• Ga. Tech helps amputee drum again with new technology


    ATLANTA - Georgia Tech scientists have come up with something you have to see and hear to believe. It’s a stylish "third arm."
    Channel 2's Diana Davis reports its giving a musician who lost his arm in an accident a second chance.
    It may sound like lots of jazz trios. Until you hear and see the rolls from the combo's drummer.
    He's no cyborg, but in a way, 24-year-old drummer and amputee Jason Barnes has a third arm. His prosthetic was developed by Ga. Tech researchers with a grant from the National Science Foundation.
    The first "arm" or part of the prosthetic receives signals from Jason's bicep. Those signals replicate how his wrist and fingers would work. 
    The second “arm” or part of the prosthetic has a mind of its own says professor Gil Weinberg.
    “Because it has a computer chip that actually listens to the music and tries to ornament and to improvise to enhance what he's playing. The idea is together that something unique will happen. It will not sound like electronic music, it will not sound completely like human music, but maybe interesting in a way that will inspire  him to play differently,” Weinberg said.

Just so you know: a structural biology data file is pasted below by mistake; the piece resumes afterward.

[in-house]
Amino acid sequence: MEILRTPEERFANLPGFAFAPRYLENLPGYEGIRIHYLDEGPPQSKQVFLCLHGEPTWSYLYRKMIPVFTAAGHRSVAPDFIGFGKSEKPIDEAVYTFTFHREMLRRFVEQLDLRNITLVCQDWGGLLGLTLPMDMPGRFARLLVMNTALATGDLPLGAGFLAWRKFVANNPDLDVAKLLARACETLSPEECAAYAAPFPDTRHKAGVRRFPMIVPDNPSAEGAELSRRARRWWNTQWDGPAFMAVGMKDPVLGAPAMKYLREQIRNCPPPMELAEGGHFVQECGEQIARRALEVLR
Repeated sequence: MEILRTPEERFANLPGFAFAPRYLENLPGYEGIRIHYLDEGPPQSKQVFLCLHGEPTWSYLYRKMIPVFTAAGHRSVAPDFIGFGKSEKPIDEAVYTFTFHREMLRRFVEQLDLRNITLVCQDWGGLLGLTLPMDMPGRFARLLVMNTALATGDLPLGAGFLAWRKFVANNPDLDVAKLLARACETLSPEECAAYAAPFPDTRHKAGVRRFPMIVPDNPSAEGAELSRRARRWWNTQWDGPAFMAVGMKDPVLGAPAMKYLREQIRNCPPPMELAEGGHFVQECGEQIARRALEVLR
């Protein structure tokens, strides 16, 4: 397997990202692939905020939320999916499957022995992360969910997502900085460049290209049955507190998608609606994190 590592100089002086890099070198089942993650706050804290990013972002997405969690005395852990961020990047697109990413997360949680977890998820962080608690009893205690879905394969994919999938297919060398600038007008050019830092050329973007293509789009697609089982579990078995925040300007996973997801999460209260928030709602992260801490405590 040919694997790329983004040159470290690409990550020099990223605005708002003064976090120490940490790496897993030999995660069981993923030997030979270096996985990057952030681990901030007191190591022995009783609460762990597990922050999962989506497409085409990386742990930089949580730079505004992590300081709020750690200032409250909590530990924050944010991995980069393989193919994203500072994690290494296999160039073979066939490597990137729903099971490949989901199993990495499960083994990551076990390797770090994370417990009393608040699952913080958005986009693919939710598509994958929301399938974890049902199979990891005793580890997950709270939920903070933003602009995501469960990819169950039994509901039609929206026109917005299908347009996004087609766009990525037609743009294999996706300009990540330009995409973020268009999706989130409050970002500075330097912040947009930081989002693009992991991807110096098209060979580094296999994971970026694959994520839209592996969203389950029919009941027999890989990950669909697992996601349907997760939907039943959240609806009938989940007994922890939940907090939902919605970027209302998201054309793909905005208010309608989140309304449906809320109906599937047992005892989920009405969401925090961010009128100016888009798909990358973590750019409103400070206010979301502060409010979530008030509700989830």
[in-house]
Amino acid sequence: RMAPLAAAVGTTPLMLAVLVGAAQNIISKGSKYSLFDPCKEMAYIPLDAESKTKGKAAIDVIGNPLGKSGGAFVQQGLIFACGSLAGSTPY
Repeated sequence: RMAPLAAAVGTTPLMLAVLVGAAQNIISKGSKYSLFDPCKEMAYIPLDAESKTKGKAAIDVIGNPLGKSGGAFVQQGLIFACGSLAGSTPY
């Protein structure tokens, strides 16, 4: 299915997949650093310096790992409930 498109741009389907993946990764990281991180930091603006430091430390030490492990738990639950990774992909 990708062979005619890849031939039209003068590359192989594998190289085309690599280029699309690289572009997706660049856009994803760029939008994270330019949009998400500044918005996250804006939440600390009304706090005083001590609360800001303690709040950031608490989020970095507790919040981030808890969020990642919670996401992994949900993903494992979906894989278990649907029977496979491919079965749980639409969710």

Barnes lost the lower part of his right arm when he was nearly-electrocuted on the job cleaning kitchen vents on a rooftop two years ago.
    When he heard about the Tech research, he wanted to try it. Davis asked him about the learning curve of getting used to the prosthetic.
    “Difficult definitely. Fun though, just learning something over again. You know, trying to get good at something that's always like a fun rush,” Barnes said.
    Tech researchers said the implications for the prosthetic  could reach far beyond music.
    “Imagine a surgeon with a third arm to do complicated tasks” Weinberg said.
    English Def Leppard rocker Rick Allen, who lost his arm in a car crash years ago, has invited Barnes to his tour this summer. Barnes said Allen’s achievements as a one-armed drummer have been inspirational.
    “Nothing is impossible, really if you put your mind to it you can get where you want to be,” Barnes said.
    You can see Barnes play along with other robotic musical inventions in a free concert Saturday, March 22 at 8 p.m. at Kennesaw State University's Bailey Performance Center.

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